Anyway, back to Korea and the baseball. The mid-week series at Jamsil was between LG Twins and Nexen Heroes. Usually the visit of Nexen wouldn’t have been of much interest to anyone, they tend to spend most of their time near to the bottom of the table. This season though it’s different and Nexen are currently the form team. After recording 3-0 series victories over Samsung Lions and Lotte Giants last week, Nexen had extended their winning run to eight games by taking the first two games against LG Twins this week.

The latest win had propelled them to the top of the standings with a 60% win percentage,after thirty-six games. It’s the first time that Nexen had been in pole position since the days when they used to play in Suwon as the Hyundai Unicorns.

The prospect of seeing a ninth win in a row for Nexen would have been enough to tempt me along anyway. What made the fixture even better was that LG had decided to use Ben Jukich as their starting pitcher. Jukich’s winning streak isn’t quite up there with Nexen’s, but he had finished on the winning side on the last four times that he’d started. Someone’s run had to come to an end.

Ben Jukich – LG Twins

The main ticket office was quite busy as I arrived at Jamsil, so I nipped around the corner to one of the smaller ones. This also meant that I could buy some chicken that was being grilled on an outdoor barbecue rather than the usual fried stuff that may very well have been boxed a few hours earlier.

LG were batting in their first innings as I took my seat and they were already a run up. It didn’t take them long to extend their lead to three-nil. Nexen starter Jang Hyo Jun was getting hit all over the shop, although he wasn’t helped by some poor fielding from his colleagues. By the time that we had got to the end of the third LG were five-nil up and poor Jang had already thrown eighty balls, compared to the forty-one deliveries sent down by his opposite number Jukich.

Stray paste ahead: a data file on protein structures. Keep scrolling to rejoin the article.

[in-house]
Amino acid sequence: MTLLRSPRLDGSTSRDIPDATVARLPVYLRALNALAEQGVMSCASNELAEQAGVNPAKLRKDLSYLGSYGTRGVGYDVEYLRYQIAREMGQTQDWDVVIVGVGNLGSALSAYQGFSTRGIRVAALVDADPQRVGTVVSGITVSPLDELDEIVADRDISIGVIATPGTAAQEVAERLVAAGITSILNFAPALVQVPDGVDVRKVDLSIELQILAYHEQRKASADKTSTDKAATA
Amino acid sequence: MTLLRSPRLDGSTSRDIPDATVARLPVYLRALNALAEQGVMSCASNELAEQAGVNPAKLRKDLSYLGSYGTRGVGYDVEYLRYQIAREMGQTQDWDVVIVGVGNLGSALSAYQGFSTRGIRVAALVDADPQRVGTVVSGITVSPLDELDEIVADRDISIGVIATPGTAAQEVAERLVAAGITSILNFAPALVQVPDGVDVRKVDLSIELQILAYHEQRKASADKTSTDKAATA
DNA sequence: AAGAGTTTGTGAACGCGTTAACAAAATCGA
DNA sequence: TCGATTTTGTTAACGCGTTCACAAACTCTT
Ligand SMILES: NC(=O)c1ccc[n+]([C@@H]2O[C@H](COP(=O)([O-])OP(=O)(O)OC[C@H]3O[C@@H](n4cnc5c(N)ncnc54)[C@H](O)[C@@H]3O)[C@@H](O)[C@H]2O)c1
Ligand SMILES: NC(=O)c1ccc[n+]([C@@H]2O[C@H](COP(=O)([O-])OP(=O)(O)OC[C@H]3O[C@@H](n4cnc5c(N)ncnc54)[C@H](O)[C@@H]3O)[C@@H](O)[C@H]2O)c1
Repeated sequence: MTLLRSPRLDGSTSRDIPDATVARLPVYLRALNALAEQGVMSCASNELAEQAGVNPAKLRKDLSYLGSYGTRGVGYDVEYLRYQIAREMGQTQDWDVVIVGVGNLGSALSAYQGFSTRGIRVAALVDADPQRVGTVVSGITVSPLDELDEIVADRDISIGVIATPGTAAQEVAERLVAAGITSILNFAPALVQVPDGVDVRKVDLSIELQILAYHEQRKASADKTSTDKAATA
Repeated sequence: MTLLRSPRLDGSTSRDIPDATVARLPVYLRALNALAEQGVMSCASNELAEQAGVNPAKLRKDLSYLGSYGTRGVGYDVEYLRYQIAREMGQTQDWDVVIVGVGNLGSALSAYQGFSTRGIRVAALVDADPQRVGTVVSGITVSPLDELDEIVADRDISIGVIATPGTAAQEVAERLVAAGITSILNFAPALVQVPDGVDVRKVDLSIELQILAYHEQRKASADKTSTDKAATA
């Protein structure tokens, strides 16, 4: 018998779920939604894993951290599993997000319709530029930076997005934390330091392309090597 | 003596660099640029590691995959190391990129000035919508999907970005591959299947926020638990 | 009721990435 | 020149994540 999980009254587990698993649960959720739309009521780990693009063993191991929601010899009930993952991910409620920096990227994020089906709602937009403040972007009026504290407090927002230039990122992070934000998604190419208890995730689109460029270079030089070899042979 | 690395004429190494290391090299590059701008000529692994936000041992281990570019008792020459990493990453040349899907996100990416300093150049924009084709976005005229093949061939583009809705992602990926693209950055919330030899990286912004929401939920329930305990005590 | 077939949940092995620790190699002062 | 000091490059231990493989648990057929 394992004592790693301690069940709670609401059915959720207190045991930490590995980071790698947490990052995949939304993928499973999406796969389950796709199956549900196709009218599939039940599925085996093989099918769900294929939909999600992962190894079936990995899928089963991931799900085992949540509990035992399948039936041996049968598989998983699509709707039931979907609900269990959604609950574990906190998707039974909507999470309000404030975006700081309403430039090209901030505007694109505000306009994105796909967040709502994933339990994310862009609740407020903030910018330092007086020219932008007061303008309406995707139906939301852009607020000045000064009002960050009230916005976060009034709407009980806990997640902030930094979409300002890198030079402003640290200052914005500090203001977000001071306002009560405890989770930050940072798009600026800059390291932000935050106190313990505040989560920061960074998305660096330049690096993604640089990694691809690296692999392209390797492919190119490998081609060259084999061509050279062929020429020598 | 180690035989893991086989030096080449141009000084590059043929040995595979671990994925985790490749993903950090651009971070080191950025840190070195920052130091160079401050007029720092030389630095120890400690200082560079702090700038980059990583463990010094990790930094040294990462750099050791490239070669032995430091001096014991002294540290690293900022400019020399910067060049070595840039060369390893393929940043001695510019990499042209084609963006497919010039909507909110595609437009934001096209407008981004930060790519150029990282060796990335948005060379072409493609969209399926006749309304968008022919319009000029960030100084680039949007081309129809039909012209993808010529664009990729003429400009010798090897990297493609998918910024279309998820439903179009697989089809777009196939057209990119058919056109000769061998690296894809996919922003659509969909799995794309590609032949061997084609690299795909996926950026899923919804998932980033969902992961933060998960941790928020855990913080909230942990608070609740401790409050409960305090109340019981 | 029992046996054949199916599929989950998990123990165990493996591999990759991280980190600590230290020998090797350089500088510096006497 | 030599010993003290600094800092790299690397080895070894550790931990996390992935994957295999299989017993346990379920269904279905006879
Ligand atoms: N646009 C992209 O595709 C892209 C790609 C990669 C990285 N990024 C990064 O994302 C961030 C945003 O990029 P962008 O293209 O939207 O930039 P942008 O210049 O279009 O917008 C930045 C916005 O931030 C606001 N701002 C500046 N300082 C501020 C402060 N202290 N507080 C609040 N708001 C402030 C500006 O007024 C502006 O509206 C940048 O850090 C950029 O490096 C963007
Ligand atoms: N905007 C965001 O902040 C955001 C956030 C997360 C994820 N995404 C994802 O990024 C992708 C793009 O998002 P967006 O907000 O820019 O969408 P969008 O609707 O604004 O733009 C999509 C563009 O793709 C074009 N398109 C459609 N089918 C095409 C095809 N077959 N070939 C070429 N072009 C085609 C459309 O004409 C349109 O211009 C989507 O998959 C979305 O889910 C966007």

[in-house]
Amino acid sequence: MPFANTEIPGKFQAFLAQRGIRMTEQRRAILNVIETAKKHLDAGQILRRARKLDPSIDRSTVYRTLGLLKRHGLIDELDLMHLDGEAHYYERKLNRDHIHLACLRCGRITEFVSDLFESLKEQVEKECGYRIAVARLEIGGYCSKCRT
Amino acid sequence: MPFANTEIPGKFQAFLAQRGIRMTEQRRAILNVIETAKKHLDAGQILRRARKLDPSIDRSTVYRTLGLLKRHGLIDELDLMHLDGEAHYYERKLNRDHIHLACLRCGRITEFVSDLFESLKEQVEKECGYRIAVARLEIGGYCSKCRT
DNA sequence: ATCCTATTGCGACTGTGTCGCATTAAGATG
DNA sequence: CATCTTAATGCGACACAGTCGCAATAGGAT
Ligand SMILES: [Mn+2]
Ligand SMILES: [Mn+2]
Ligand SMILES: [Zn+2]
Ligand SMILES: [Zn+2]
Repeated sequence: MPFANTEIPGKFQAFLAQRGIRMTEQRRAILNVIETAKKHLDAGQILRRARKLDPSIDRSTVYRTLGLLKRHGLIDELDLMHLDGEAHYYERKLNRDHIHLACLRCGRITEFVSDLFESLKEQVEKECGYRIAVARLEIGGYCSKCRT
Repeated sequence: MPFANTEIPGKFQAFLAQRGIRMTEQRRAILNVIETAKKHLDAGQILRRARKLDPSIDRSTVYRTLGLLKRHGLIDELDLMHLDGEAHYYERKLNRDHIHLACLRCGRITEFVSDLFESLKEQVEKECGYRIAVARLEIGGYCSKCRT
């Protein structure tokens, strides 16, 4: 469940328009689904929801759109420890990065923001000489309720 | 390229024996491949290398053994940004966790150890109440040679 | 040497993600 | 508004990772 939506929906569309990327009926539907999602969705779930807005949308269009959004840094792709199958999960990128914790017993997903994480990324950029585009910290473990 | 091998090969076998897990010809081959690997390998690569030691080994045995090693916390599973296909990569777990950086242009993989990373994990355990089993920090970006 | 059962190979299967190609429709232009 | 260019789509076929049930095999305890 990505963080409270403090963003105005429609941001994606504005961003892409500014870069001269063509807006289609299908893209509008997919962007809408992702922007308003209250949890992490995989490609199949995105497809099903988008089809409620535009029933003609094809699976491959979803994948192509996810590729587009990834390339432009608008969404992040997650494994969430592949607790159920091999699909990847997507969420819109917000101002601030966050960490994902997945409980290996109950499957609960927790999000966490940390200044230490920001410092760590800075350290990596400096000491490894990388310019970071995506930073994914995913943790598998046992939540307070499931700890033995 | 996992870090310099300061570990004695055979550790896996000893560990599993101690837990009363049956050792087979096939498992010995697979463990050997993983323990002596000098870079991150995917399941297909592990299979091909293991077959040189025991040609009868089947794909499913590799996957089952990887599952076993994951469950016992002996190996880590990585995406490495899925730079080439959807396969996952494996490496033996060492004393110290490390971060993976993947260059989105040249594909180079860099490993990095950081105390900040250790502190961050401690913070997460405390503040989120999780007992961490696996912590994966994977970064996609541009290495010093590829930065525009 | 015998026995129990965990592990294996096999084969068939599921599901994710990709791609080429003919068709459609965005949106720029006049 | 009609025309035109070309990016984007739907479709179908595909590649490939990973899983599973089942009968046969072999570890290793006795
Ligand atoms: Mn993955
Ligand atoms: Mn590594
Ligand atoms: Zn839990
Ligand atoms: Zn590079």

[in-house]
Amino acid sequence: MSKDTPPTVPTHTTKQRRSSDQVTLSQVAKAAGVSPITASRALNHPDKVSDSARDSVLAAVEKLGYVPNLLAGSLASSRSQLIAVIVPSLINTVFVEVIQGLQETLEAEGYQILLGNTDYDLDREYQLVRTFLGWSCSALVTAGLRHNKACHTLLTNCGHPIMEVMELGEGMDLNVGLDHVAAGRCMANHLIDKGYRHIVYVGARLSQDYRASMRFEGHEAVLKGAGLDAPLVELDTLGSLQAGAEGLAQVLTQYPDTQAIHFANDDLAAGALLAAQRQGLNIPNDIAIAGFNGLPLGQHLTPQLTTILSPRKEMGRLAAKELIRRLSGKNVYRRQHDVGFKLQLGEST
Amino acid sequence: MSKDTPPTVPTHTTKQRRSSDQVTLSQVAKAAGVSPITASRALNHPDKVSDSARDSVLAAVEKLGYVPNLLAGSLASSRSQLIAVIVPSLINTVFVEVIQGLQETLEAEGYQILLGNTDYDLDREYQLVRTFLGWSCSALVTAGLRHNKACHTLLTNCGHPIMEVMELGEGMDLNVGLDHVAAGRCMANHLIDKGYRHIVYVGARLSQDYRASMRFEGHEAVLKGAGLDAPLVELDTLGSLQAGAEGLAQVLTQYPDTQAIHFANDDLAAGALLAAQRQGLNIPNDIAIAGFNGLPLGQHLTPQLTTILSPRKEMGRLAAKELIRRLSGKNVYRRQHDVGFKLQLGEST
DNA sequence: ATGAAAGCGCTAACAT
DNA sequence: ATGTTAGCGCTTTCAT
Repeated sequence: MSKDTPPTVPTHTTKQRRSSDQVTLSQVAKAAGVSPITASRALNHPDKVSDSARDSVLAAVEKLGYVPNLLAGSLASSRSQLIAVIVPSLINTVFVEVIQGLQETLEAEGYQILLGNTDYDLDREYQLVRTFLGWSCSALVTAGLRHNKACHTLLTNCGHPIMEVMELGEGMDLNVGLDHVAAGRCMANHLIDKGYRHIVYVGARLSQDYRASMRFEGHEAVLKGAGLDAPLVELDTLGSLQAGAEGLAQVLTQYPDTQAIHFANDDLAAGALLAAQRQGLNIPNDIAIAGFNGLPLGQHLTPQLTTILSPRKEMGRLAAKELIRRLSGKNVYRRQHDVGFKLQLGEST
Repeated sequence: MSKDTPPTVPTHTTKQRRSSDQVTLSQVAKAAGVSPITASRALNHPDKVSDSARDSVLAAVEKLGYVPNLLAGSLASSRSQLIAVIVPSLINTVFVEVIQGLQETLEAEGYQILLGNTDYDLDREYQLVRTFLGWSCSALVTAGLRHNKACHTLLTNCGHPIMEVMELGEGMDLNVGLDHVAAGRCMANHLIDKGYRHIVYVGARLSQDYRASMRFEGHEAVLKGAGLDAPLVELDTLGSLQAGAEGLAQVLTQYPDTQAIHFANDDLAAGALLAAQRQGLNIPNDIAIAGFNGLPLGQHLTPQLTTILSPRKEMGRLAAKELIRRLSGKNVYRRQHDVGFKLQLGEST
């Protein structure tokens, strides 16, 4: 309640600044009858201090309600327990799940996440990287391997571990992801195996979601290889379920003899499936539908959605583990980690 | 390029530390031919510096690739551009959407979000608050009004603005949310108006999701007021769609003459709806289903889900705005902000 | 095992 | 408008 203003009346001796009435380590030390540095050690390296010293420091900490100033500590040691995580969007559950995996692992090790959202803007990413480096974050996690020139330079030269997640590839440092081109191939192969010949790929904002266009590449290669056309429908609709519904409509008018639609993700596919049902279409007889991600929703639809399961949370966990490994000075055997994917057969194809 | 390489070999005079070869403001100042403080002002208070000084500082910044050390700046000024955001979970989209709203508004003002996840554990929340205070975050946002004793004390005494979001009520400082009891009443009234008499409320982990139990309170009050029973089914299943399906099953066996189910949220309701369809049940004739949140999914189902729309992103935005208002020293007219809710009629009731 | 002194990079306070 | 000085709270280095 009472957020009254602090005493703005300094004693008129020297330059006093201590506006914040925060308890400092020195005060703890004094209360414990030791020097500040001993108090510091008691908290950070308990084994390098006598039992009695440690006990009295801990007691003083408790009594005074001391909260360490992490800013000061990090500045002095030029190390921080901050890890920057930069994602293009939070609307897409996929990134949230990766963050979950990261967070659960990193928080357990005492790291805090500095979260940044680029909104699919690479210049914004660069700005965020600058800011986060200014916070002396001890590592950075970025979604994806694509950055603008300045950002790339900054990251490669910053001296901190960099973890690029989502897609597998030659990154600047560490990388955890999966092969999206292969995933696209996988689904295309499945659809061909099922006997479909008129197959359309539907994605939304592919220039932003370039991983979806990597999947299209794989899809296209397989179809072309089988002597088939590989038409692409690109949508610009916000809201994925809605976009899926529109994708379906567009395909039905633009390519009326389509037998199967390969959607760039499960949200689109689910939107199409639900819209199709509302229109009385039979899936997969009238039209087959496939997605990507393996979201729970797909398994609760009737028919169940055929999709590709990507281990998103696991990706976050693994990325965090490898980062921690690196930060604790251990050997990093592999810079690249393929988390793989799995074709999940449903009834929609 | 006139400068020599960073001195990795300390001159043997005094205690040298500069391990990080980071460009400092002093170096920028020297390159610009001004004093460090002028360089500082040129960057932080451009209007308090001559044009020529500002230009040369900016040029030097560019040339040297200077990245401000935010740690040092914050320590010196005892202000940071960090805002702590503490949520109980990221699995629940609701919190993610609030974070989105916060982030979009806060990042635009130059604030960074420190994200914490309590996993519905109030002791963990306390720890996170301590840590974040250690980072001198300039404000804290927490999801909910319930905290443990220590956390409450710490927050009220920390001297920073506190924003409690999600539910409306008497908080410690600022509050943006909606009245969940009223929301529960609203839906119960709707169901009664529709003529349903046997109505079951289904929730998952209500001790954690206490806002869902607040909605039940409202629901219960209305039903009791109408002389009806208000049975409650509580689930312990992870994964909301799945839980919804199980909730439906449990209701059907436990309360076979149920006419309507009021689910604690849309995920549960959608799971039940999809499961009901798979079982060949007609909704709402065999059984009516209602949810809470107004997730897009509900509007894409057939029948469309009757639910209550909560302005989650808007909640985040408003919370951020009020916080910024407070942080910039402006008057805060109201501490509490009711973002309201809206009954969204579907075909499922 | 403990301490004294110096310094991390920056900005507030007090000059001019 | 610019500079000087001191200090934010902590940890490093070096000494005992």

Jang Hyo Jun – Nexen Heroes

Jang Hyo Jun survived until early in the fifth innings before being pulled without adding to the five runs he had conceded. By this time Nexen seemed to have picked up the pace a bit. They seemed sharper in the field and looked more likely to open their account with the bat.

Nexen’s Yoo Han Joon got his usual stick from the Twins fans whenever he came to the plate. I still haven’t found out what makes him so unpopular at Jamsil, but whatever it is, the home supporters love having a pop at him. In the fifth he was able to give them a bit back by getting the hit that allowed a team-mate home for Nexen’s first run of the evening.

Yoo Han Joon – Nexen Heroes

In the sixth, Song Ji Man got to third with a slog that just failed to clear the wall but was sufficient to let one of the others get around for a run. A moment later, a team-mate’s sacrificial bunt enabled Song to get home too and it was five –three. Game on.

The visitors reduce the deficit to two runs.

Jukich  was pulled early in the seventh having given up three runs and four hits. He’d still thrown less pitches than Jang Hyo Jun who by that time had been off the park long enough to have showered, changed and picked up a pizza on the way home.

By the time we got to the ninth it was still five-three. LG brought Bong Jung Keun on to close it out and he managed it easily enough.

Victory for the Twins

I couldn’t help but think that Nexen had wasted the opportunity for a ninth successive victory by fielding a relatively inexperienced starting pitcher. The game had seemed over at five-nil after three and whilst they made a decent fight of it, the five run start that they gave to LG was too much to pull back.

Despite the loss Nexen remained top of the standings, with LG’s victory moving them up into fourth position. Heady times for both teams.

Goyang Wonders v Nexen Heroes, Sunday 13th May 2012, 1pm

May 30, 2012